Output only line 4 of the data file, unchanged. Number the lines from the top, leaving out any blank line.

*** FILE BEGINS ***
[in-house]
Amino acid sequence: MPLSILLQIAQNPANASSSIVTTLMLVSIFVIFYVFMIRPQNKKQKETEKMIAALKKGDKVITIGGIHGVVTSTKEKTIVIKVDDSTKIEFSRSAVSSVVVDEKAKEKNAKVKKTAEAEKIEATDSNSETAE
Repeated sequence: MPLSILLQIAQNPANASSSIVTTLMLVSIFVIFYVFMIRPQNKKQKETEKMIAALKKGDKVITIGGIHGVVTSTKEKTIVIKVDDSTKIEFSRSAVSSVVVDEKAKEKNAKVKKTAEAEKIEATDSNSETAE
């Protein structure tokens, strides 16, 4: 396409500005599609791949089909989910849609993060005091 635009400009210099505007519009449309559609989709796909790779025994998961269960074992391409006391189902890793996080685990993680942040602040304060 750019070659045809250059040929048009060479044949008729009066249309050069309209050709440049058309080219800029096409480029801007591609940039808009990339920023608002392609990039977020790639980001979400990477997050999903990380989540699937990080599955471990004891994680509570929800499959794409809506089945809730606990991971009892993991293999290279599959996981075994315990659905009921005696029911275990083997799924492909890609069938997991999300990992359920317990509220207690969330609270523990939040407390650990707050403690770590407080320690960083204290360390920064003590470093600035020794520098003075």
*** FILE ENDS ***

């Protein structure tokens, strides 16, 4: 396409500005599609791949089909989910849609993060005091 635009400009210099505007519009449309559609989709796909790779025994998961269960074992391409006391189902890793996080685990993680942040602040304060 750019070659045809250059040929048009060479044949008729009066249309050069309209050709440049058309080219800029096409480029801007591609940039808009990339920023608002392609990039977020790639980001979400990477997050999903990380989540699937990080599955471990004891994680509570929800499959794409809506089945809730606990991971009892993991293999290279599959996981075994315990659905009921005696029911275990083997799924492909890609069938997991999300990992359920317990509220207690969330609270523990939040407390650990707050403690770590407080320690960083204290360390920064003590470093600035020794520098003075």